Bending strings is a guitar technique primarily used in playing single note riffs and in lead guitar situations. Effective use of string bends can emote a "vocal" quality from the guitar. Although it's a technique used mostly by lead guitar players, even three chord folk guitarists will probably be required to use string bends from time to time. Be aware, however, that bending strings on acoustic guitar is a much more challenging undertaking than it is on electric.The classic string bending technique involves fretting a note using the ring (third) finger, with support from second and first fingers, and bending the string upwards (towards the sky) until it reaches the desired pitch. The overwhelming majority of string bends take place on the top three strings (G, B and E) of the guitar, as they are the lightest gauge and easiest to bend. We'll apply these principles in the exercises outlined below.
Basic Bending Technique
Our goal for this basic bend is to play the note on the 10th fret (the note A) of the second string, bend the note up a half-step so it sounds like the note on the 11th fret (the note Bb), and then return the string to it's unbent position (A). To prepare your ear for what this should sound like, play the 10th fret of the second string, and then slide your finger up to the 11th fret, and play that. The note on the 11th fret is your "target pitch" - the proper pitch of the note you're aiming for in your bend.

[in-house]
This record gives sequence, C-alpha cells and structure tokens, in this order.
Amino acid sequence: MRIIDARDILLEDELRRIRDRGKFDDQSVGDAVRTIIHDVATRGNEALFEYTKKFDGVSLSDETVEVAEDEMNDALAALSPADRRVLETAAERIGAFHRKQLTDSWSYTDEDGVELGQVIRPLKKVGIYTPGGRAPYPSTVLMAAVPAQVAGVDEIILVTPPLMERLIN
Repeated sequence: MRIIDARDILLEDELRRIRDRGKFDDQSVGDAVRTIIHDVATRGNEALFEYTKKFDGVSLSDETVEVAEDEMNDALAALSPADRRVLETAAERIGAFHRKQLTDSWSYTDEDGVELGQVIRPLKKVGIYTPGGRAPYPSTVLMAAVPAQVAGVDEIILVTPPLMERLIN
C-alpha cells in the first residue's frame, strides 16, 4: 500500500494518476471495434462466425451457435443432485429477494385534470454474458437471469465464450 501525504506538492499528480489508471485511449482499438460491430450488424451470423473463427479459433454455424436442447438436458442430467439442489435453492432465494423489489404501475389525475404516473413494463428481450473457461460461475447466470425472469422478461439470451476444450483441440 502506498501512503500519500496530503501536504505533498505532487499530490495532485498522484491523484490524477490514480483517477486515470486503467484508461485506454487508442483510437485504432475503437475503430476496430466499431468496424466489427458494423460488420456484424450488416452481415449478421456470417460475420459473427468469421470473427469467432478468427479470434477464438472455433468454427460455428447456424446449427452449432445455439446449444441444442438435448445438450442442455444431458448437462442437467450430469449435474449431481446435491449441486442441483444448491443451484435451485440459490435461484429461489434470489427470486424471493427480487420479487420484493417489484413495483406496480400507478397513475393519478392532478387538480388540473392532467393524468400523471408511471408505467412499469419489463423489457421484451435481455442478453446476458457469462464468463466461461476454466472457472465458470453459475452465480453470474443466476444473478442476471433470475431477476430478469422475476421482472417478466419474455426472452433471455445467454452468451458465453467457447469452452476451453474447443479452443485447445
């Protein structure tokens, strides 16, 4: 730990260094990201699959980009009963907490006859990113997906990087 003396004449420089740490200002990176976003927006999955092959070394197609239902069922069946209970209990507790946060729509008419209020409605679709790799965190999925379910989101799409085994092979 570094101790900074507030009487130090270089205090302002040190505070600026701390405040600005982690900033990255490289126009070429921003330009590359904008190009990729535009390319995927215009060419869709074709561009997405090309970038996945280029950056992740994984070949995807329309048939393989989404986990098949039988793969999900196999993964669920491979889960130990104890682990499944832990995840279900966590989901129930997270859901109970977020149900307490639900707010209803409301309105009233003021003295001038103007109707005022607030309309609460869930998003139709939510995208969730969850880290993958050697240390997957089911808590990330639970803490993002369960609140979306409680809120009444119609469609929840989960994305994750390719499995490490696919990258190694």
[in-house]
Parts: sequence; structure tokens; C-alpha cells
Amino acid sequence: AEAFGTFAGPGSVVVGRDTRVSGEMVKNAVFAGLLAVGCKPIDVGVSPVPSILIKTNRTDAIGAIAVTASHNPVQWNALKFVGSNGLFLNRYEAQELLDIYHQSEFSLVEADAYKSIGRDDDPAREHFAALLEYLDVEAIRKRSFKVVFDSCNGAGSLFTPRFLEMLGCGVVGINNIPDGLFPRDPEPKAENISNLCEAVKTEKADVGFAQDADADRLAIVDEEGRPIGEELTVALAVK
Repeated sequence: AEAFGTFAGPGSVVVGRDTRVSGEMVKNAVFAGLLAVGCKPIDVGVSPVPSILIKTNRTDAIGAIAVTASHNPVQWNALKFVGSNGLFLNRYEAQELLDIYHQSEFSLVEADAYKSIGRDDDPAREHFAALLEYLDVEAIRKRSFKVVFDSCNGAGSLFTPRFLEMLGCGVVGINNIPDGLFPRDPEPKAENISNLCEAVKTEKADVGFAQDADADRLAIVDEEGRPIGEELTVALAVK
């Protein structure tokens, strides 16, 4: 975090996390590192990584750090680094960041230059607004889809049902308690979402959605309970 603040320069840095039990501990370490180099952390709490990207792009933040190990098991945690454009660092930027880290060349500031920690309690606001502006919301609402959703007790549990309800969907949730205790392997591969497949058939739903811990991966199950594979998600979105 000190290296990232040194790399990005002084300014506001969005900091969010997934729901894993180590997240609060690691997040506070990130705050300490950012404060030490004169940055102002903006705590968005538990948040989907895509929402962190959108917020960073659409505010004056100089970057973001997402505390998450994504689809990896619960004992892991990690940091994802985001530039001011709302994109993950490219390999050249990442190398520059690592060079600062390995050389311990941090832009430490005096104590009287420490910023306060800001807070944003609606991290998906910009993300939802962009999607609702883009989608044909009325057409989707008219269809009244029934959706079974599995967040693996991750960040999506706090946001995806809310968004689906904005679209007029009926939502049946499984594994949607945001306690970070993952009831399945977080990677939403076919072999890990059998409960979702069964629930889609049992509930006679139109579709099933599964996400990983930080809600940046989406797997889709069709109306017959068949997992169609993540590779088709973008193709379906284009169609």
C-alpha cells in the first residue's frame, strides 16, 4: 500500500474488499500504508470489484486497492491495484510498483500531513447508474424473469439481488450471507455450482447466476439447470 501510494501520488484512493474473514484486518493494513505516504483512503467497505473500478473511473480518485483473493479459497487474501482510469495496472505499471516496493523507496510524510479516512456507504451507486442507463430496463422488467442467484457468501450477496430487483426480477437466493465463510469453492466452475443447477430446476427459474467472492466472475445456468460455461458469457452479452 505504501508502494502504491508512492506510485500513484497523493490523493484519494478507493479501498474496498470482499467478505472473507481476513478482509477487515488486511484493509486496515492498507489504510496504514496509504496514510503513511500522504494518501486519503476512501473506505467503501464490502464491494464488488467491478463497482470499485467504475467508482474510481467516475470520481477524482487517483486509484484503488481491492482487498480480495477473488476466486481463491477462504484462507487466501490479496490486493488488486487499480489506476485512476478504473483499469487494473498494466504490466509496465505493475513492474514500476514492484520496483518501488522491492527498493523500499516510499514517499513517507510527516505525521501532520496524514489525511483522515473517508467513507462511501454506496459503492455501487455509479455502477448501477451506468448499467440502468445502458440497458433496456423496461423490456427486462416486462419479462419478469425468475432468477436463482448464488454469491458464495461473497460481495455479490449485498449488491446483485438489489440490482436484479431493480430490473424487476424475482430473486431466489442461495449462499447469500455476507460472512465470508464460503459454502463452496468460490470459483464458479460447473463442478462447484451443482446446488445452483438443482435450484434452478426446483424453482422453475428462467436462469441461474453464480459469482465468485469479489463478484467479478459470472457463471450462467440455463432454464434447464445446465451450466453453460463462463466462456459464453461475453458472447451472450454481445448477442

Start by fretting the note on the 10th fret of the second string using your third finger. Although they aren't responsible for playing any notes, your second finger should rest behind your third finger on the ninth fret, and your first finger on the eighth fret. Bending the strings far enough to get the pitch to change takes a good deal of effort - you'll want all three fingers to aid in bending.
Now that your fingers are in proper position, play the second string, and exert force in an upwards motion (towards the sky), while still keeping enough pressure on the string to keep it in contact with the frets. Make a conscious effort to use all three fingers in your bend, not just the third finger. When you've bent the string enough to reach the desired pitch, return the string to it's original position.
Chances are, when you first attempt this, you won't get the pitch to change much. This will be especially true if you try bending on an acoustic guitar - they are much harder to bend strings on. Be extremely patient... chances are you haven't used these muscles before, and they will take time to strengthen. Keep practicing, and you'll get the hang of it soon.